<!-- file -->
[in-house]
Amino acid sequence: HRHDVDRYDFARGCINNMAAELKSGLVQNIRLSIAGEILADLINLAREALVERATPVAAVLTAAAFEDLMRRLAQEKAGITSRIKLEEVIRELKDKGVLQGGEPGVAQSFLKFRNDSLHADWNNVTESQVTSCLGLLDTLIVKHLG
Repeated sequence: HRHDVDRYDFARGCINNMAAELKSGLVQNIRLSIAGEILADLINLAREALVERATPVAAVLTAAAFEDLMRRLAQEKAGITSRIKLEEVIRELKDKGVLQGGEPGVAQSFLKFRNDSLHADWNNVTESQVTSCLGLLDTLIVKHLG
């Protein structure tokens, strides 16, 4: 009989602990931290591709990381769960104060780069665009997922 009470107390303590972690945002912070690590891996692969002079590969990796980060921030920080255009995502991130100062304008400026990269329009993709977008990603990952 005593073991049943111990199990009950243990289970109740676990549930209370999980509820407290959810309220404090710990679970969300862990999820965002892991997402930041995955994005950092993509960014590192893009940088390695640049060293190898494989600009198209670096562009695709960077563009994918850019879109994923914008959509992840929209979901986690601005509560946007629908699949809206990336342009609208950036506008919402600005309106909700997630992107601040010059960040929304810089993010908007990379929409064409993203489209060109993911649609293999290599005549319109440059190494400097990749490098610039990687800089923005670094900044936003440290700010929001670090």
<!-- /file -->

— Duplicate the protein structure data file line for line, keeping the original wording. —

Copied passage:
[in-house]
Amino acid sequence: HRHDVDRYDFARGCINNMAAELKSGLVQNIRLSIAGEILADLINLAREALVERATPVAAVLTAAAFEDLMRRLAQEKAGITSRIKLEEVIRELKDKGVLQGGEPGVAQSFLKFRNDSLHADWNNVTESQVTSCLGLLDTLIVKHLG
Repeated sequence: HRHDVDRYDFARGCINNMAAELKSGLVQNIRLSIAGEILADLINLAREALVERATPVAAVLTAAAFEDLMRRLAQEKAGITSRIKLEEVIRELKDKGVLQGGEPGVAQSFLKFRNDSLHADWNNVTESQVTSCLGLLDTLIVKHLG
């Protein structure tokens, strides 16, 4: 009989602990931290591709990381769960104060780069665009997922 009470107390303590972690945002912070690590891996692969002079590969990796980060921030920080255009995502991130100062304008400026990269329009993709977008990603990952 005593073991049943111990199990009950243990289970109740676990549930209370999980509820407290959810309220404090710990679970969300862990999820965002892991997402930041995955994005950092993509960014590192893009940088390695640049060293190898494989600009198209670096562009695709960077563009994918850019879109994923914008959509992840929209979901986690601005509560946007629908699949809206990336342009609208950036506008919402600005309106909700997630992107601040010059960040929304810089993010908007990379929409064409993203489209060109993911649609293999290599005549319109440059190494400097990749490098610039990687800089923005670094900044936003440290700010929001670090």